Double trim line_violin_arrows.jpg

  5. I'm working on a violin project in Designer and trying to create a black double line trim that follows the outline of the instrument top. I have a stroke outline of the trim outline and want to duplicate the line and place the duplicate just far enough to the inside to create a double line with the duplicate line following the contours of the original line precisely at a given distance. Copying and using the Transform function with aspect ratio locked doesn't work. Any help would be appreciated. I've included an image I'm working from to show the double trim effect I'm trying to duplicate.

    Violin outline.jpg

    Double trim line_violin.jpg

  6. 1 hour ago, v_kyr said:

    @R C-R That was slightly irritating to understand (at least for me), first I thought he might got an AD related indication for the actual color space usage. But it seems he himself named the files this way instead and thus those were shown up like that. - However, I hope he get's things sorted out right now.

    I understand how that was confusing. I admitted yesterday that I had mistakenly thought the readout was showing the color space type, when it was my own naming process. Sorry for the confusion. I'm still learning about Designer. And yes, I got my concerns sorted out and mentioned it in a post yesterday that when creating an occasional ad at a different size in RGB that was originally CMYK, I'll simply open each component CMYK file in Photoshop, convert to RGB, re-save with 'RGB' in the file name, and use the Replace Image/Document option.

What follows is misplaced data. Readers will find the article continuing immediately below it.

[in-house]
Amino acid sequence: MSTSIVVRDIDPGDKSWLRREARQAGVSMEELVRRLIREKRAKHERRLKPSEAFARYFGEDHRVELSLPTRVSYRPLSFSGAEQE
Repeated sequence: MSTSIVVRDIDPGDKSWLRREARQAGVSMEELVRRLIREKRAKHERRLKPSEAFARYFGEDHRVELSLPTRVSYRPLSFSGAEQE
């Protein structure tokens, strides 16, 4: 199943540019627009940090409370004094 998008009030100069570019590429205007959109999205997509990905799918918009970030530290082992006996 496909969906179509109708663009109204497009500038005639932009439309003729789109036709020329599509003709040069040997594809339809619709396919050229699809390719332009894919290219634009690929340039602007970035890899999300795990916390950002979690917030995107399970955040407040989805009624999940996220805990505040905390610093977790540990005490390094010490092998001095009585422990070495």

7. 11 hours ago, >|< said:

    Double-clicking (in the document view, not the Layers panel) an Embedded Document does open it in a new tab on my Mac. Alternatively, the context toolbar of Move Tool has an Edit Document button that does the same.

    Does the same on my Windows system, and not useful. Certain fx can be added, but that can be done directly on the working page without opening in a new tab. Also, as @v_kyr mentioned, opening in a new tab still doesn't provide image color space or file type. The only info I see is dpi and that it's a pixel layer.

  8. The images I used in the project are all JPG or transparent background PSD. Upon further inspection, I see that each object listed as "Embedded document" is a transparent background PSD. The other objects are JPG images. (see below). So, Walt is correct.